“A pair of hurricanes and an earthquake left Puerto Rico’s power system in tatters.
But now residents and clean-energy advocates see hope in the island’s effort to rebuild the electric grid — saying it could offer the rest of the nation a model for achieving President Joe Biden’s ambitions for a reliable power network free of greenhouse gas pollution.
First, though, the U.S. territory has to get past a pitched fight over the privatization of its power grid, as well as a debate on how to leverage billions in recovery dollars from the federal government.
The electricity network that serves 3 million people in Puerto Rico has long suffered from outages that experts blame on poor management and under-investment. And its transition to a cleaner, more reliable power system is off to a rough start.
Just six months into a 15-year contract to run Puerto Rico’s electricity transmission and distribution network, LUMA Energy is facing protests from residents who say blackouts have worsened, criticism from greens that it is moving too slowly to add renewable power and growing scrutiny from the territory’s legislature. That last dynamic reached a peak in November when lawmakers sought the arrest of the company’s top executive.
LUMA, owned by Canada’s ATCO group and U.S.-based Quanta Services, has also become the target of an activist campaign seeking to revoke its contract, an effort that has drawn the attention of the House Natural Resources Committee, which is looking into whether the company is living up to its promises.
The Federal Emergency Management Agency has $9.4 billion — the largest amount awarded in the agency’s history — allocated to restore and protect Puerto Rico’s power network from the type of disasters that have plagued it.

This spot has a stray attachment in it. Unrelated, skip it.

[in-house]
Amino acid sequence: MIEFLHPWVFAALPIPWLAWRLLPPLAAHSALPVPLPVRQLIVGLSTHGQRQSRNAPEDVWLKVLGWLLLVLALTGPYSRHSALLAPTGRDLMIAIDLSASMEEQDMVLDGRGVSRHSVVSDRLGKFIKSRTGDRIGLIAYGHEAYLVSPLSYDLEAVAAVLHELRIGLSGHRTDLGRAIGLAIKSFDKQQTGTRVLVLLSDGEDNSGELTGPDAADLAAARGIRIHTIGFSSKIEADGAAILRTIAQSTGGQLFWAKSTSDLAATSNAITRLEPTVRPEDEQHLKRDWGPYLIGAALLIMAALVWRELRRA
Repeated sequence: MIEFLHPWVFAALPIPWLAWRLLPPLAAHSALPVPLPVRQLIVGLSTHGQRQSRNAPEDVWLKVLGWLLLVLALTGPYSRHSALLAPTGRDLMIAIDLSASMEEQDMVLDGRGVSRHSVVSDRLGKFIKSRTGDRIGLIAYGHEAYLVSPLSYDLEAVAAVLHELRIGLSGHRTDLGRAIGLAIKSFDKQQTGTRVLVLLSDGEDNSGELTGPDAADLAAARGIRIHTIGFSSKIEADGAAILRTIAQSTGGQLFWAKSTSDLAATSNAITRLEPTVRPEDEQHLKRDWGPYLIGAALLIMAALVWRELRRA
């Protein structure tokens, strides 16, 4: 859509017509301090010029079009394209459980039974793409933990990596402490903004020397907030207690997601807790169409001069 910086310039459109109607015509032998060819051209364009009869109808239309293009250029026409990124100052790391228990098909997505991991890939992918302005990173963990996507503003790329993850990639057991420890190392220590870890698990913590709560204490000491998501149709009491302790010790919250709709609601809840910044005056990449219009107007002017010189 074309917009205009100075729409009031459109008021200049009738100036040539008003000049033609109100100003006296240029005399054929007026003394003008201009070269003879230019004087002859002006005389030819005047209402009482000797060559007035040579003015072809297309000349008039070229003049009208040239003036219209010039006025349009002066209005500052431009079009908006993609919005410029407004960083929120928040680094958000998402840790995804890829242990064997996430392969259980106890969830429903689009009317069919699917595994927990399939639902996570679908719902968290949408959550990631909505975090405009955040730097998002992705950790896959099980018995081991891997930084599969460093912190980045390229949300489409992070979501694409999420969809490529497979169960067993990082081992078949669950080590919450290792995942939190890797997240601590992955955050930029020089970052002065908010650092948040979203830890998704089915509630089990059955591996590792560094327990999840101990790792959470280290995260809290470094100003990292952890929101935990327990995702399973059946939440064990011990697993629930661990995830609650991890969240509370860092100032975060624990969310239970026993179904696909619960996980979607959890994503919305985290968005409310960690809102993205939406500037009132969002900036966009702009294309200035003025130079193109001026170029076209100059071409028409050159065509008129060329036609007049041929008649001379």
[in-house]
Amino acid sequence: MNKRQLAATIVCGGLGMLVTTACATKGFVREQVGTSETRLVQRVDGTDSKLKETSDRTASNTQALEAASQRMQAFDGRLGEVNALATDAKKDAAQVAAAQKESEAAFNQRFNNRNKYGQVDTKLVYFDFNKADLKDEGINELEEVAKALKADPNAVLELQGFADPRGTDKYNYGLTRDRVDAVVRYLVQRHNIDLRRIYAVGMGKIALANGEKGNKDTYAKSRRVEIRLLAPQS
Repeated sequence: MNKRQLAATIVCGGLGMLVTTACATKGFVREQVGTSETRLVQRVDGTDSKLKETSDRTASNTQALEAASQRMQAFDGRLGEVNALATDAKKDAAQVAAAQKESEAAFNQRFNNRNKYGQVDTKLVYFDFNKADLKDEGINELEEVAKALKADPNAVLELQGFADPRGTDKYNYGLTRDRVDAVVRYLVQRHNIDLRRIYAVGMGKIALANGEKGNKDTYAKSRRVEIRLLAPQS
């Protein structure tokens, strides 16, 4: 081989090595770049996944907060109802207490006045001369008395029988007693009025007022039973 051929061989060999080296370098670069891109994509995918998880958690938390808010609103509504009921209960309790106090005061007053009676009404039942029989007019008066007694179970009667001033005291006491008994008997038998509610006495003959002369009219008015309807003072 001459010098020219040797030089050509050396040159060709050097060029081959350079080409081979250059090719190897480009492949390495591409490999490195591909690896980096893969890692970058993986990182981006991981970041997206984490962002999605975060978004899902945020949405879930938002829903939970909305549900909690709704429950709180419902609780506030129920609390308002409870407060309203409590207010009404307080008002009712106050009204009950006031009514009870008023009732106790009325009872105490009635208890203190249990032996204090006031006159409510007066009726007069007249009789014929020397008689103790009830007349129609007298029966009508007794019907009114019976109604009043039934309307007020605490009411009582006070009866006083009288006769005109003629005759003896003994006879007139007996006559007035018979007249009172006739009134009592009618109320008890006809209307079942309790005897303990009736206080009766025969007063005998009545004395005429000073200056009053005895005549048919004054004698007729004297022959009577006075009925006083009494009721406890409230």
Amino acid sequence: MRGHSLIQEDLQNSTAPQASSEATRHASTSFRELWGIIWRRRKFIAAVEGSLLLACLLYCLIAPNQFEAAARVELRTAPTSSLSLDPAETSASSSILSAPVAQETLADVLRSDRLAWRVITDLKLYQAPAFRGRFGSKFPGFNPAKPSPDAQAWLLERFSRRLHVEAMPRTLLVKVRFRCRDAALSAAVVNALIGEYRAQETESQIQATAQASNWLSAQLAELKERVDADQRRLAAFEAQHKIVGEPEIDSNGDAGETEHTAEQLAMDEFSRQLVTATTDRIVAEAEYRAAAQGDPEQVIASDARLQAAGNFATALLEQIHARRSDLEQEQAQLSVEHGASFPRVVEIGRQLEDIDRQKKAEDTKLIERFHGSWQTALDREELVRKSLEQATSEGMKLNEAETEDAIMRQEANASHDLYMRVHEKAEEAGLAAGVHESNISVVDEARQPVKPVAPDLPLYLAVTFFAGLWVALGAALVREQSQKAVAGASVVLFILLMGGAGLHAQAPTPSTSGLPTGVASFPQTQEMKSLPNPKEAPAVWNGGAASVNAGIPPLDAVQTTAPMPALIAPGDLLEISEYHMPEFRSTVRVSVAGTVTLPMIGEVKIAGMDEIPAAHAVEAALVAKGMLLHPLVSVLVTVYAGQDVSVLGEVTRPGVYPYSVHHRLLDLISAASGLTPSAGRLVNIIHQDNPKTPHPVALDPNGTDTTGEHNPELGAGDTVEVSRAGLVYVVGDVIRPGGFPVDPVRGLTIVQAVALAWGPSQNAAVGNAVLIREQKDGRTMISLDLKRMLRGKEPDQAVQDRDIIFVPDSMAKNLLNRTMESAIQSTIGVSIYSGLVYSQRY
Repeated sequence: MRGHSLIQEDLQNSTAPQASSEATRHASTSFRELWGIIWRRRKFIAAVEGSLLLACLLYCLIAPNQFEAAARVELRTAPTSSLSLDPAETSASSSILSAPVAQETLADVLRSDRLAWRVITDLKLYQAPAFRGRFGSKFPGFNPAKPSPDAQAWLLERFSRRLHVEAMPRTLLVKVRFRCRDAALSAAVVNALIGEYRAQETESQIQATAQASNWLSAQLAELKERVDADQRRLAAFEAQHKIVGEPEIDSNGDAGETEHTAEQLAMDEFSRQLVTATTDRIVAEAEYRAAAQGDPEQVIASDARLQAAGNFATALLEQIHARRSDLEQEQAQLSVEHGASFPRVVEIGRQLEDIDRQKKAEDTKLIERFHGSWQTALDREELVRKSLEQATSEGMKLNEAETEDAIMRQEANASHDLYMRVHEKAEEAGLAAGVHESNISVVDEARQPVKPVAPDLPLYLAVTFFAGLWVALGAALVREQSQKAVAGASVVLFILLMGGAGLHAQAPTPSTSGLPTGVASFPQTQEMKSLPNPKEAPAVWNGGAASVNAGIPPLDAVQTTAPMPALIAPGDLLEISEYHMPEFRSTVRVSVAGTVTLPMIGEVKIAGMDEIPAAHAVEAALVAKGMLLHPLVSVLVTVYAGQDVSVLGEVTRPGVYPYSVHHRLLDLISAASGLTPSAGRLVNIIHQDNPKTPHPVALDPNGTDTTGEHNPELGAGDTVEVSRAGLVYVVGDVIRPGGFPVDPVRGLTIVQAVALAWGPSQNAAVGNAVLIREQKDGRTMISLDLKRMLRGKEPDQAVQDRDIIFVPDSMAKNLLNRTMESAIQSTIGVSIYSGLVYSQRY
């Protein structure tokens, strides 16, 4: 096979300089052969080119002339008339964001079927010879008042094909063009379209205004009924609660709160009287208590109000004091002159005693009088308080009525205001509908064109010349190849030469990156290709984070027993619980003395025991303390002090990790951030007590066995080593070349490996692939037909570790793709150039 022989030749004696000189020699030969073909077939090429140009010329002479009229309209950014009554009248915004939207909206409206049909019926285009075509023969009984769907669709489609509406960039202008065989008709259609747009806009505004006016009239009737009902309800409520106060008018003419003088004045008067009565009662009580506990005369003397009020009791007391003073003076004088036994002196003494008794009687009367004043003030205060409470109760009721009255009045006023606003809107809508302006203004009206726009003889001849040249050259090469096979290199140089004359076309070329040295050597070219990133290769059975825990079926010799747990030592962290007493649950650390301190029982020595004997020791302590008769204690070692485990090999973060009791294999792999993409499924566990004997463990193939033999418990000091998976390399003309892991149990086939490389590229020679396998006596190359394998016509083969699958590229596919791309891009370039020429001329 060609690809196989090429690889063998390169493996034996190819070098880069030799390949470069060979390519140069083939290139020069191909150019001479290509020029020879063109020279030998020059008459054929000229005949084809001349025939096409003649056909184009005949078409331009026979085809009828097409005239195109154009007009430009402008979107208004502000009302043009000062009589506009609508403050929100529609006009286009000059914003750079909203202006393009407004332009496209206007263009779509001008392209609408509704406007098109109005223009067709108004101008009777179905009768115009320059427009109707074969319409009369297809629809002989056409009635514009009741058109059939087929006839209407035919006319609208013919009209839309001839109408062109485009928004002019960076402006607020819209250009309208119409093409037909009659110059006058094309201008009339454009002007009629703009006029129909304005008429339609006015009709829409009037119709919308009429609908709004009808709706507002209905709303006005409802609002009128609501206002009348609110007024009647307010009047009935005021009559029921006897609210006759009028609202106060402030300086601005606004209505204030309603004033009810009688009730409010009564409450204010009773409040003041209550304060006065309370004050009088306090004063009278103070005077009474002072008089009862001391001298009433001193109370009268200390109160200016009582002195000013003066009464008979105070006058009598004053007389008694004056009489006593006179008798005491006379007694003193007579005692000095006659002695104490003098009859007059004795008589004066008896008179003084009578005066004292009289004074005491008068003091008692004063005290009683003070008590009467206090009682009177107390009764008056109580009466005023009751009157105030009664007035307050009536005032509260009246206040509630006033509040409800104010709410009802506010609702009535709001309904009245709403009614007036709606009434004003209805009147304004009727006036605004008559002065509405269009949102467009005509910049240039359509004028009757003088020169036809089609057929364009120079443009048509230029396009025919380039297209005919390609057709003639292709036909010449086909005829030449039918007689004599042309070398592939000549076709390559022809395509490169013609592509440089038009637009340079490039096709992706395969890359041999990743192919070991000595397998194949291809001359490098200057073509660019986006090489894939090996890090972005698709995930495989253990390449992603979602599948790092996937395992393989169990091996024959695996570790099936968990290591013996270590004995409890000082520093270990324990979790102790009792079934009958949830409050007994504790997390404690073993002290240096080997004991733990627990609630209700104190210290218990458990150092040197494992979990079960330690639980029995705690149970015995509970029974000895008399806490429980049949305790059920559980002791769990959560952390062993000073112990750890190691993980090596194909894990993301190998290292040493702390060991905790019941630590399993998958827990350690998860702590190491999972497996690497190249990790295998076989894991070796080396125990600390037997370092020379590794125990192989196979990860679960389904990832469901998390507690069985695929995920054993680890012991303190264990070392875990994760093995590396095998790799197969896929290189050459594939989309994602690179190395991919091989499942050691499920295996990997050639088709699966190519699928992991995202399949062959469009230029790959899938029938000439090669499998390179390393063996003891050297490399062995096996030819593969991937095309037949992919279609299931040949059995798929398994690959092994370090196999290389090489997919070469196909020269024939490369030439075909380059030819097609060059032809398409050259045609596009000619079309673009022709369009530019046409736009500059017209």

Renewable energy and consumer advocates say that money is best spent on putting solar panels on the roofs of every home on the sunny island, with the aim of creating a decentralized source of power generation. This could minimize the widespread blackouts that have occurred when storms damage the miles of power lines that run across rugged terrain from the oil-fired power plants that provide most of the island’s electricity.
Those plants are still owned by the Puerto Rico Electric Power Authority, the local government-owned utility being privatized that turned the grid over to LUMA and which most experts blame for years of poor management. Besides being plagued by blackouts, the grid is expensive: Residents on the island paid an average of 19.24 cents per kilowatt hour in 2020, nearly 50 percent higher than the average U.S. home.
A new coalition of clean energy, union and other organizations, Queremos Sol, is lobbying federal officials to intervene in the rebuilding to sharply expand the amount of solar energy on the island. It says such an initiative aligns with Biden’s plan to achieve 100 percent carbon pollution-free electricity nationwide by 2035, as well as his goals of transitioning away from fossil fuel infrastructure that has been primarily sited in low-income areas and communities of color.
“Puerto Rico is a very big test,”